Getting Started with BeeKeeping


First borrow a book on beekeeping from the library. Read it through to see if you really have the time and money to start it up. If you have, then the best thing to do is get onto a course of beekeeping and try your hand at it.

Join your local branch; go to their meetings and see what courses they are running. This will put you in touch with other beekeepers who will aid you, and also you will get bulletins and other paper work from the county and The British Beekeeping Association (BBKA). You will also be insured against Public Liability and automatically have your first couple of hives insured against Foul Brood diseases.

Before getting your bees you will need a beekeeping suit, wellingtons and gloves. You will also need a smoker, smoker burning fuel, a hive tool, small wash bucket (to clean your hive tool), and a plastic box to put odd bits of wax into.

You will need to buy at least two hives of bees to keep. This is because if you lose the queen in one of these hives you can use very young larvae from the other hive to raise a new queen. Hives come in many styles, but the ‘National’ is a useful size and well-supported by many manufacturers and popular amongst hobbyist beekeepers. They can be bought fully made up but are cheaper in flatpack form – all you need is a hammer. They can be made from cedar or pine. Cedar is more expensive but more stable and more resistant to rot. A screen mesh floor  makes varroa control easier. You will also need a queen excluder to stop the queen from laying in the supers of honey.

Understand that you must check your bees every week to avoid swarming especially from mid-April to June. Also you must have quite a few spare supers to cope with the honey flow.

When you take your honey off you will need an uncapping knife, a honey extractor, a settling tank, correct honey jars, lids and labels. Most branches of GBKA can loan an extractor. Locally, Maisemore Apiaries can supply you with equipment and bees.

You will also need sugar syrup feeders for feeding your bees after you have taken off their store of honey.

The Beekeeper’s Year

January and February

Catch up on your bee reading. Blow torch any equipment that needs cleaning. Nail up frames. Get supers filled with frames of foundation. Any colonies that feel very light give them a feed with fondant.


On any warm flyable day examine all colonies. Double check any not flying. Close up and remove any dead colonies (try to understand why they have died). Continue to feed any colonies that feel very light until the nectar flow starts. Remove mouse guards as soon as the first main pollen (willow) comes in.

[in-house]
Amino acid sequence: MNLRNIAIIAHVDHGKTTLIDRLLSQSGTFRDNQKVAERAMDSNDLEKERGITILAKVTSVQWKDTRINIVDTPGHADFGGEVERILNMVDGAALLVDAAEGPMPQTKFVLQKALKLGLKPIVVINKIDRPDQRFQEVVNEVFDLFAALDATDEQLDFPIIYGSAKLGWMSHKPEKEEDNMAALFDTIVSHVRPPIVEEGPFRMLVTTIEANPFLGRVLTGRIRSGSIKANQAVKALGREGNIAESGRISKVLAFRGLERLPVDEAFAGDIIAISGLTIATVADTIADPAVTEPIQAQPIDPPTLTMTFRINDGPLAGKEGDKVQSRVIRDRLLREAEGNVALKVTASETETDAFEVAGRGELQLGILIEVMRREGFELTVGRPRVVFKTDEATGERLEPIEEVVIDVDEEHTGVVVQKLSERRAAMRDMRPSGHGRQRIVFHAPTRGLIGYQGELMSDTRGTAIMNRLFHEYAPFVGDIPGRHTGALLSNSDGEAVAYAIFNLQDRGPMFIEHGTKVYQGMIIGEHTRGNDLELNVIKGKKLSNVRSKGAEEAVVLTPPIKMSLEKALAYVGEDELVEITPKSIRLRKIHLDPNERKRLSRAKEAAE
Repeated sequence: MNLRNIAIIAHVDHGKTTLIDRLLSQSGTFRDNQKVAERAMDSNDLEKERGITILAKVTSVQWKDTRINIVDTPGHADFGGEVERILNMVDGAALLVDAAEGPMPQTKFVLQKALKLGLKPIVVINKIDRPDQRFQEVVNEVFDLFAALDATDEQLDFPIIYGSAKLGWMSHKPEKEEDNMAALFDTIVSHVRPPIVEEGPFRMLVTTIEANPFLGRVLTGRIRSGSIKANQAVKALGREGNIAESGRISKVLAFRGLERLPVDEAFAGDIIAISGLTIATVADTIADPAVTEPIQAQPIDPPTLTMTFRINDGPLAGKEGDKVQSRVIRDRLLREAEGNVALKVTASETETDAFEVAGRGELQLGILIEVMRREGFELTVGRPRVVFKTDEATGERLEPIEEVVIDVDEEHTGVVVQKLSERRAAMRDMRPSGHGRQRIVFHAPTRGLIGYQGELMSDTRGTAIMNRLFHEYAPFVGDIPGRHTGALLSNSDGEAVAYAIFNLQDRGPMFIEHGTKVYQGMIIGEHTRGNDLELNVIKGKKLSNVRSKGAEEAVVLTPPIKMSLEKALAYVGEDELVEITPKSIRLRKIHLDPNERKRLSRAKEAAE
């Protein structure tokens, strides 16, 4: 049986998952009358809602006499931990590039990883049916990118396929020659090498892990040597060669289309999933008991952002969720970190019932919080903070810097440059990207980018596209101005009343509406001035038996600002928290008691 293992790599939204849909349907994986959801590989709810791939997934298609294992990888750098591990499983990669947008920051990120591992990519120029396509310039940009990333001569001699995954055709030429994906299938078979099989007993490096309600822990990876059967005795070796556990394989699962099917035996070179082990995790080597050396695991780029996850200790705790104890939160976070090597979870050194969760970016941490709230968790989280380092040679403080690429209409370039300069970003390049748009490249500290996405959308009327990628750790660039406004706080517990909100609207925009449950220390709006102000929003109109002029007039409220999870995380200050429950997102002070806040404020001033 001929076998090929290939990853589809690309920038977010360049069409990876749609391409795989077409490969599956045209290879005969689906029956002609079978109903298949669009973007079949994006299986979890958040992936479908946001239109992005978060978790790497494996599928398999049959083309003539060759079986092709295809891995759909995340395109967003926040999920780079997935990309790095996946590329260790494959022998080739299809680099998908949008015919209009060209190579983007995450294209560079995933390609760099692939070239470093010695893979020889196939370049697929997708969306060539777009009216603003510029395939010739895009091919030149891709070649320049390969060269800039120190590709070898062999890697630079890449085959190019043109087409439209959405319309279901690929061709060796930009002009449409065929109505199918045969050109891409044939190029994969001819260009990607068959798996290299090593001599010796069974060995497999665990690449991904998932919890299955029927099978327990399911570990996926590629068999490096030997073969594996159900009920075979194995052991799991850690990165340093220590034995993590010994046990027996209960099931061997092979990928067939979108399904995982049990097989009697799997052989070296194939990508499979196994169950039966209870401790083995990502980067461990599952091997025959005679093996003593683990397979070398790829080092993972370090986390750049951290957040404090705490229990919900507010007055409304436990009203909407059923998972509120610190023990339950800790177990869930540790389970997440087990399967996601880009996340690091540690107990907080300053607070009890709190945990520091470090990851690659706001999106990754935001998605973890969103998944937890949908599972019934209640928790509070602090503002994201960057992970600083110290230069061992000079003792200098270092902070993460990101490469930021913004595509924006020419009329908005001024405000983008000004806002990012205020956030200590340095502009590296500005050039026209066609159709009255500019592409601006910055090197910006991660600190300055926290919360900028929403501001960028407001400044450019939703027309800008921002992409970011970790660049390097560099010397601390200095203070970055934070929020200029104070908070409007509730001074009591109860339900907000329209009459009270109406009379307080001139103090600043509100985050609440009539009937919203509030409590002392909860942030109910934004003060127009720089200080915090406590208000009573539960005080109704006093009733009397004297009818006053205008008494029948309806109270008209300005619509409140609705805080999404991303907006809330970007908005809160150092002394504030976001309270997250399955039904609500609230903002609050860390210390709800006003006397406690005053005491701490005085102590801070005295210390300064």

Check if all hives have eggs and the health of the colony. Add a super ahead of any nectar flow. Swarming may start in April so keep a look out for queen cells and have a plan to control swarming.


This is the key month! On a warm day, look at all frames to check on the colonies condition: lack of stores, poor queen (uneven brood pattern), swarm cells, colony not building up or is queenless. When dandelion and fruit trees bloom, colonies should be looked at and the floor should be cleaned. Colonies that are building up fast may require additional supers and additional space for the queen to lay in. Check bees once a week, to watch for signs of the colony preparing to swarm.


Continue to check for signs of swarming. A swarmed out hive will not produce a honey crop, and may even lose its queen and finally the whole colony. As an emergency measure you can destroy queen cells, but there are better methods of controlling swarms which you can learn from established beekeeping friends, or a club. Overcrowded colonies will cover the tops of frames with wax. Add additional supers as required to avoid overcrowding. Continue to check bees once a week. If there is a nectar dearth (the June gap) and insufficient honey stores in the hive, then feed the colony with sugar syrup, having removed the empty super(s) first to avoid adulterating your honey.


Watch for the main honey flow adding supers ahead of the flow. The hive should now have reached its peak with lots of foragers bringing in nectar which they process into honey during the warm evenings. The laying rate of the queen will be slowing down in preparation for winter. Still check bees once a week.


As the flow comes to an end clear the supers of bees and extract the capped frames full of ripe honey. Some honey should be left on the hive for the bee’s winter stores. The wet supers can be returned to their colonies for the bees to clean them out. Store extracted honey in clean, air-tight, food-grade, buckets in a cool, dark place, ready to bottle later. Reduce the size of the hive entrance if wasps are a problem.


Start feeding colonies with sugar syrup to top up their winter stores. This is also a good time to monitor and decide if you need to treat for Varroa to make sure you have healthy winter bees. Honey resting in settling tanks can be bottled.


Add mouse guards to avoid them overwintering in the hive. Strap the hives for winter.

November and December

Check over spare equipment and mend if necessary. Treat for Varroa after a period of cold weather when the colony is likely to be broodless.